Working Practices - Phil Last
I started APL in 1981 in my first computing job using IBM's VSAPL. I moved on to APL2 when it came out in '83 or '84, to Dyalog in '88, added APL*PLUS/PC in '89 and since the mid '90s have worked almost exclusively in Dyalog.
Since '97 when Dyalog first implemented dfns (direct functions & operators) I use almost nothing else. So far I've found very few places where I need to.
- I make more than common use of operators. I have 38 in my current project only one of which is application specific.
- If one of my functions approaches the size of the screen it needs to be broken up.
- I always have a set of common utilities in a sub-namespace of the project and use them.
- I like to keep local names short so they don't obscure the algorithm.
- I like to put at least four to seven comments at the bottom of each function or operator so they don't get in the way of the tracer:
⍝ a one to five word description ⍝ ⍺ - specify left argument ⍝ ⍺⍺ - specify left operand ⍝ ⍵⍵ - specify right operand ⍝ ⍵ - specify right argument ⍝ ← - specify result ⍝ anything else worth mentioning
These should be sufficiently precise that my successor can rewrite the function without having to read the APL!
- I make almost no use of control structures because:
- I saw them as already redundant when they were first introduced into APL in the eighties because I had a full set of operators that did the same thing only using infix notation.
- I believe they obscure the flow of a function by emphasising trivialities.
- Dynamic functions and operators preclude their use.
So far I've made little use of Dyalog's object/class extensions. I'm waiting for the unscripted version to appear! I do use my own object/class framework (a three-line dfn) on those few occasions when it seems applicable. I've written the first draft of a facility to let me write classes using only dfns and have it auto-generate the script. (since abandoned given that the only really useful aspect of OO is encapsulation and namespaces are perfect for that.)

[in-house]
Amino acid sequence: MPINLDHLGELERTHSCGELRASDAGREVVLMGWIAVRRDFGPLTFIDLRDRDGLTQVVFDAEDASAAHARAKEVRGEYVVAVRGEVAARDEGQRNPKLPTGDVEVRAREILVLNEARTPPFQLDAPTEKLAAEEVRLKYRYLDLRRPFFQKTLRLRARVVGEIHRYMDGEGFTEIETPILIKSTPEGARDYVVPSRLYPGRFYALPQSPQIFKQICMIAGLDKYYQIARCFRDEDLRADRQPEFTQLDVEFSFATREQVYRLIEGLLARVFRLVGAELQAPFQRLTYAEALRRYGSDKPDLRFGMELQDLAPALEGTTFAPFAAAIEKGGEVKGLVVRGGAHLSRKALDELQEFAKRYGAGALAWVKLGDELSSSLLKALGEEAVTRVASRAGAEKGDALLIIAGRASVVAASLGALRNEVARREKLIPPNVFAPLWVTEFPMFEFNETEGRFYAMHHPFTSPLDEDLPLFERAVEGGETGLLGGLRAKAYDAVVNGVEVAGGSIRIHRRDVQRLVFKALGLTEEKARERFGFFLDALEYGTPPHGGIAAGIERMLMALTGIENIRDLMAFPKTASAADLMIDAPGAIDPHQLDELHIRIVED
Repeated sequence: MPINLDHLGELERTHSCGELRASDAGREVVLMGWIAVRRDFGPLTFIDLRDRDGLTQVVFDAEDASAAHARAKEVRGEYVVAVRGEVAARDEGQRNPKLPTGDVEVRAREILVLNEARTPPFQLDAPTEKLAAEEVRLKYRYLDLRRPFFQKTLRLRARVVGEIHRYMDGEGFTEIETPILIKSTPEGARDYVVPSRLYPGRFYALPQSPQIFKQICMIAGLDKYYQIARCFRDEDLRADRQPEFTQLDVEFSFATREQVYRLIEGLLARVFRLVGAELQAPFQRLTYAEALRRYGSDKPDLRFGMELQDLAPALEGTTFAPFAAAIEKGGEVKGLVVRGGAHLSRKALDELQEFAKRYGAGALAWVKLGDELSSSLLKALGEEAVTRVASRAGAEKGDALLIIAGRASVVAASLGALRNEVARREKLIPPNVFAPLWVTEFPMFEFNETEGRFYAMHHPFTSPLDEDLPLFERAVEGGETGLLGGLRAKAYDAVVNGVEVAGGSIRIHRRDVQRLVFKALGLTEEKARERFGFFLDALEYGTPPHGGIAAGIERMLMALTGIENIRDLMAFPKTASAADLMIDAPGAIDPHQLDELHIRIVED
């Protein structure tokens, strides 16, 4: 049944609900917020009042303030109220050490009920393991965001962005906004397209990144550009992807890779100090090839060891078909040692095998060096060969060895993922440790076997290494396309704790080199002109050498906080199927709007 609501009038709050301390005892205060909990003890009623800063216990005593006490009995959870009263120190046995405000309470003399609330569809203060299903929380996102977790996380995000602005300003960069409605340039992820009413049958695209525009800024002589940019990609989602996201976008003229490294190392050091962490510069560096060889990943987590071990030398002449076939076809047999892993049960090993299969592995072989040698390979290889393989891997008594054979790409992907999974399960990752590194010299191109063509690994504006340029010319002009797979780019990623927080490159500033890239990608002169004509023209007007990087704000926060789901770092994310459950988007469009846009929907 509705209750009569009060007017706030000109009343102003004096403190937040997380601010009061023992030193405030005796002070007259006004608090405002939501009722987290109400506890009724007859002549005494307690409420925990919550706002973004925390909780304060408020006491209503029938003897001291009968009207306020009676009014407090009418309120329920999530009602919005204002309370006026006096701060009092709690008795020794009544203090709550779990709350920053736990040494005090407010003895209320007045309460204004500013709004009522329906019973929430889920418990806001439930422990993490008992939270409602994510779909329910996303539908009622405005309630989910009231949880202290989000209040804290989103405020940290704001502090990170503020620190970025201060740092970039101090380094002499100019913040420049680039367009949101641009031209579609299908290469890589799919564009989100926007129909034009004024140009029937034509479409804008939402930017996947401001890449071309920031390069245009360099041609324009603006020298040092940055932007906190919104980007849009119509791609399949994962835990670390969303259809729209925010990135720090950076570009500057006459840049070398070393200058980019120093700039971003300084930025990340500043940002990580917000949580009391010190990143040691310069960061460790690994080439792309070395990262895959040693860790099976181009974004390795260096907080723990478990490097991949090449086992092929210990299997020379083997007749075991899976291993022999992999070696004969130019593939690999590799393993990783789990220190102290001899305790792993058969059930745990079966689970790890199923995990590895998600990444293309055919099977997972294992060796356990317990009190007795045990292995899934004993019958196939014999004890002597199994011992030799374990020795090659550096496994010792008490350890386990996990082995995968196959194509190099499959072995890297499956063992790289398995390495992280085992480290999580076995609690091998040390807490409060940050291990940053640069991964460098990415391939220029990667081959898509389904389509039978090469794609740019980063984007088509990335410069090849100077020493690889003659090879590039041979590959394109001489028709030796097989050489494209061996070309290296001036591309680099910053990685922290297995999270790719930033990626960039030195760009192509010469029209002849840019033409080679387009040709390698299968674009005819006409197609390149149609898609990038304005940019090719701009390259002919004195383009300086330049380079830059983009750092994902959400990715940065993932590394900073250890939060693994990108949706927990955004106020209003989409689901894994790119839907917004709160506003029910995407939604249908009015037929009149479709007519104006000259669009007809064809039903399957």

I don't like Select lists. They masquerade as a set of equivalents belying the fact that they are progressively restrictive
this set of conditions | is not a set but a sequence: case c0 | case c0 case c1 | case c1>c0 case c2 | case c2>c1∨c0Their sheer verticality invites us to sort them into a more attractive order. My distaste is not restricted to the control structure version. The same argument can be brought against a sequence of dfn guards.
My distaste for scripts grows apace. I recently had to convert a namespace tree of about one hundred functions in about ten namespaces into a script. Easily done with a short recursive dfn. But maintaining the thing as a script was hell. If I compose an expression that seems familiar I search for something similar. If I find I already have a simple function (f00) to do the task I call it. If not I create one and call it. And call it again the next time I need it. If I find a close but inexact match I might decide to refactor f00 to enhance it. I need to check that all calls to f00 will still be valid and amend them as needs. For which task what can be better than getting them all on the screen in their own floating windows simultaneously? Try doing that with a script!
-- PhilLast 2014-10-01 13:02:20